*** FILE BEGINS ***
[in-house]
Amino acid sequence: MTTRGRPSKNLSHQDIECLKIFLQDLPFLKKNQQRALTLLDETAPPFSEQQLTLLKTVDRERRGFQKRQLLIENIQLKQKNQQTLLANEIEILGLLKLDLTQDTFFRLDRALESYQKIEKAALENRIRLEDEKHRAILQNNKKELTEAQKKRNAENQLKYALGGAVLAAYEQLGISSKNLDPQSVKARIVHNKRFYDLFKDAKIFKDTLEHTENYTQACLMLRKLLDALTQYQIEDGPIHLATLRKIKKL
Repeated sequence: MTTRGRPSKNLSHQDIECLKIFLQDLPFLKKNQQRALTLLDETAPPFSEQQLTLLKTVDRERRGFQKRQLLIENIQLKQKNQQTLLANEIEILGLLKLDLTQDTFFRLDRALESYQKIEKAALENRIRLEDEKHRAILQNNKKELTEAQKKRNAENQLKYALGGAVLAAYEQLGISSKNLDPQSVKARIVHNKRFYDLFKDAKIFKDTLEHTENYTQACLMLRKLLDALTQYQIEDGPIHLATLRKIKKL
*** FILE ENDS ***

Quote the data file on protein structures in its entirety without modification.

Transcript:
[in-house]
Amino acid sequence: MTTRGRPSKNLSHQDIECLKIFLQDLPFLKKNQQRALTLLDETAPPFSEQQLTLLKTVDRERRGFQKRQLLIENIQLKQKNQQTLLANEIEILGLLKLDLTQDTFFRLDRALESYQKIEKAALENRIRLEDEKHRAILQNNKKELTEAQKKRNAENQLKYALGGAVLAAYEQLGISSKNLDPQSVKARIVHNKRFYDLFKDAKIFKDTLEHTENYTQACLMLRKLLDALTQYQIEDGPIHLATLRKIKKL
Repeated sequence: MTTRGRPSKNLSHQDIECLKIFLQDLPFLKKNQQRALTLLDETAPPFSEQQLTLLKTVDRERRGFQKRQLLIENIQLKQKNQQTLLANEIEILGLLKLDLTQDTFFRLDRALESYQKIEKAALENRIRLEDEKHRAILQNNKKELTEAQKKRNAENQLKYALGGAVLAAYEQLGISSKNLDPQSVKARIVHNKRFYDLFKDAKIFKDTLEHTENYTQACLMLRKLLDALTQYQIEDGPIHLATLRKIKKL